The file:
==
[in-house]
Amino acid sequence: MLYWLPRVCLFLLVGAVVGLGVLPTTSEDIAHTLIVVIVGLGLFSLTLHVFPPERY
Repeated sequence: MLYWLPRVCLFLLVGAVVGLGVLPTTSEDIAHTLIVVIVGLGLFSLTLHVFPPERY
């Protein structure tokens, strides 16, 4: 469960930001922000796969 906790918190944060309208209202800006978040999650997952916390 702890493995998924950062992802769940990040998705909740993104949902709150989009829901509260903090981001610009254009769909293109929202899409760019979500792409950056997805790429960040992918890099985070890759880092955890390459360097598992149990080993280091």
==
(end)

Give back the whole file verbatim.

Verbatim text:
[in-house]
Amino acid sequence: MLYWLPRVCLFLLVGAVVGLGVLPTTSEDIAHTLIVVIVGLGLFSLTLHVFPPERY
Repeated sequence: MLYWLPRVCLFLLVGAVVGLGVLPTTSEDIAHTLIVVIVGLGLFSLTLHVFPPERY
């Protein structure tokens, strides 16, 4: 469960930001922000796969 906790918190944060309208209202800006978040999650997952916390 702890493995998924950062992802769940990040998705909740993104949902709150989009829901509260903090981001610009254009769909293109929202899409760019979500792409950056997805790429960040992918890099985070890759880092955890390459360097598992149990080993280091």